Most musical genres had become entirely secular by the mid-19th century, to the extent that biblical subjects had become taboo on the Parisian stage. But the magnificent Gothic cathedrals of Paris paid handsomely for the finest, most elaborate church organs and the finest organists to play them. The genre had progressed somewhat since Buxtehude's day, though the religiously conservative setting imposed a certain reverential discipline on the school that tended to restrict Romantic influence. Improvisational virtuosity was encouraged however, perhaps being seen as evidence of divine inspiration. The French school had long since eclipsed all others and by the 1870s had reached its zenith. At Saint-Clotilde sat César Franck (1822 - 1890), Charle-Marie Widor (1845 - 1937) was recently installed at Saint-Sulpice, and revered above all, Camille Saint-Saëns thundered out his Sunday improvisations at La Madeleine. Perched in their lofty seats the Parisian organists were other-worldly, remote figures who held audiences spell-bound with their dazzling virtuosity. All three were soon to become respected composers, but it was within these sacred settings that their reputations were formed.
In 1898, Saint-Saëns himself cited Rameau, Méhul, and Hérold as his most revered predecessors. Certainly his work is marked by an elegance of line and form that stems directly from the French Classical tradition. He could not at that stage of his life admit to Teutonic influences, but his early admiration of Wagner had soon evaporated and the voice of Mendelssohn, detectable in some of his stronger timbres, is no more than a hollow echo. At this level, his work exhibits fine melodic line, charm, and superb orchestration, though there was also a certain dry austerity that has led to much critical demonisation over the years.
The one contemporary influence he did adopt was that of his great friend Liszt. Superficially, they make very strange bedfellows: one, so introverted, emotionally restrained and conservative, whilst the other is the most radical and extrovert of all the Romantics. They certainly could relate at the level of fellow virtuosi, and perhaps Saint-Saëns discovered Liszt's harmonic 'indiscretions' helpful in his performance technique. Whatever the reason, he could not have chosen a better influence at the time, and his best works are enlivened with a little Hungarian 'paprika'.
Saint-Saëns could never have produced the glorious cacophony of Mazeppa. However, the rollicking bombast of Liszt's symphonic poem, and one of the most bewitching melodies in the symphonic repertoire, are to be found in the 'Organ' symphony, an orchestral tour-de-force where elegance and emotional depth are perfectly balanced. He found his greatest depth of expression in writing for the 'cello. The passion of his Allegro appassionata perhaps even outshone by the tempestuous opening movement of the 1st Concerto.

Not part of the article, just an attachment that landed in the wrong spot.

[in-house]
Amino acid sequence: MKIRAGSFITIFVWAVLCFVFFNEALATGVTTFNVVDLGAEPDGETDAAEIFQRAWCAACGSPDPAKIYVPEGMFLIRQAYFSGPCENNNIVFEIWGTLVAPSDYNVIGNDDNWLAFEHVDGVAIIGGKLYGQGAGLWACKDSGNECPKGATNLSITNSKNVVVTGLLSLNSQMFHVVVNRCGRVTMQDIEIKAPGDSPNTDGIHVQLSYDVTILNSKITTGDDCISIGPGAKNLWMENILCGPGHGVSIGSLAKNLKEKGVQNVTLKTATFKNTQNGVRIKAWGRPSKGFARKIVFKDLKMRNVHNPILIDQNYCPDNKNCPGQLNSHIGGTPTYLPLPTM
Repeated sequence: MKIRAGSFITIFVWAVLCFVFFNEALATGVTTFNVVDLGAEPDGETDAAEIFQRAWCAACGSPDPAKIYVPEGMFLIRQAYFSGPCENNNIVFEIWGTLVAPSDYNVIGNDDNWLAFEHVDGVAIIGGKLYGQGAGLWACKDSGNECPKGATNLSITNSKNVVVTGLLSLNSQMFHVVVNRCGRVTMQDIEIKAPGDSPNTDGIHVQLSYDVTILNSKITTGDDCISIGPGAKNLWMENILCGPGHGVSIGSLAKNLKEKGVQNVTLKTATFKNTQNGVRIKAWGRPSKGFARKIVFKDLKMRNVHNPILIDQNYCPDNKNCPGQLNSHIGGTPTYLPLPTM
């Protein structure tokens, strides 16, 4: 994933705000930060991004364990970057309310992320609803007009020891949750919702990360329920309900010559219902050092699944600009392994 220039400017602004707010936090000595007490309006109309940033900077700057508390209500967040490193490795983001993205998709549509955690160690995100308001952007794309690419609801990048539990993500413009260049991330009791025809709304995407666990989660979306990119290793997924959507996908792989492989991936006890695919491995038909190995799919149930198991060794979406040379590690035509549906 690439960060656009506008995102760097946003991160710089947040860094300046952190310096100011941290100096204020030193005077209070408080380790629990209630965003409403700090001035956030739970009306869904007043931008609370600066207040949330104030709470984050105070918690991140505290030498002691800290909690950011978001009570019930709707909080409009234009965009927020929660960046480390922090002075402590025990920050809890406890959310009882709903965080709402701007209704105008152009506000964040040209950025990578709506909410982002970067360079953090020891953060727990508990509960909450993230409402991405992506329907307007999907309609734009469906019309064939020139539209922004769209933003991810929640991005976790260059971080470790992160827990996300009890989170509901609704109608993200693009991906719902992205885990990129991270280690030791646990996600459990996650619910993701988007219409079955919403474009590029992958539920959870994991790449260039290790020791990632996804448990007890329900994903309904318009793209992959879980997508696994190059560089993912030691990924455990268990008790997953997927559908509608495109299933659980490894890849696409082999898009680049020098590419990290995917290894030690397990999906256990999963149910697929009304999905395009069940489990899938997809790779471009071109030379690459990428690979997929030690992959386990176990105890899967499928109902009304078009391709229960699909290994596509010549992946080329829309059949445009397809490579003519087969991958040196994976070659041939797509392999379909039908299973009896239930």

It is debatable whether Saint-Saëns led, or was led by, the Nationalist school that adopted him as their leader in 1871. Ironically, many of his colleagues had had their work suppressed in their own country for being too 'Germanic' in style. The iconic position of Saint-Saëns at La Madeleine, and his classical purity made him the ideal figurehead for a Nationalist agenda, but you suspect that the Société Nationale de Musique was a flag of convenience for some. Ultimately, only Fauré remained close.
Saint-Saëns brought little to the repertoire by way of innovation and few would cite his compositions as being particularly influential. Yet his disciplined adherence to the classical form, long the object of critical scorn, became a beacon for later composers struggling to cope with the stylistic freedom that had developed prior to the Great War. While Beethoven needed little harmonic invention beyond secondary dominants to serve his needs, within a century, Stravinski, Schöenberg, and Prokofiev were bombarding the public with Le Sacré du Printemps, Pierrot Lunaire, and the Scythian Suite respectively. All great and important works, but severely flawed in shape and structure. Artists with real imagination were finding it increasingly difficult to write with clarity in an idiom running short of rules. Their solution was to impose upon themselves the straightjacket of form that Saint-Saëns had worn throughout his life. Among French composers, Maurice Ravel acknowledged him as a model influence in this respect. Saint-Saëns had been rather rude about Stravinski's modernism and perhaps the two were on less than intimate terms. But in Octet, one of the seminal works of Neoclassicism, Stravinski revealed the inherent strength of Saint-Saëns' approach. The piece is a treasure box of miniaturisation with great elegance, shape and clarity. The simple lines cleverly hide the depth and invention. Key and chord are often subtly yet stubbornly resistant to analysis.
As with Bach before, and Hindemith later, Saint-Saëns weathered unmoved the fashions of his age, sphinx-like and singular. In doing so, his greatest legacy was to pass a thread uncontaminated by 19th century sentimentality from the Classical era through to the Neoclassical.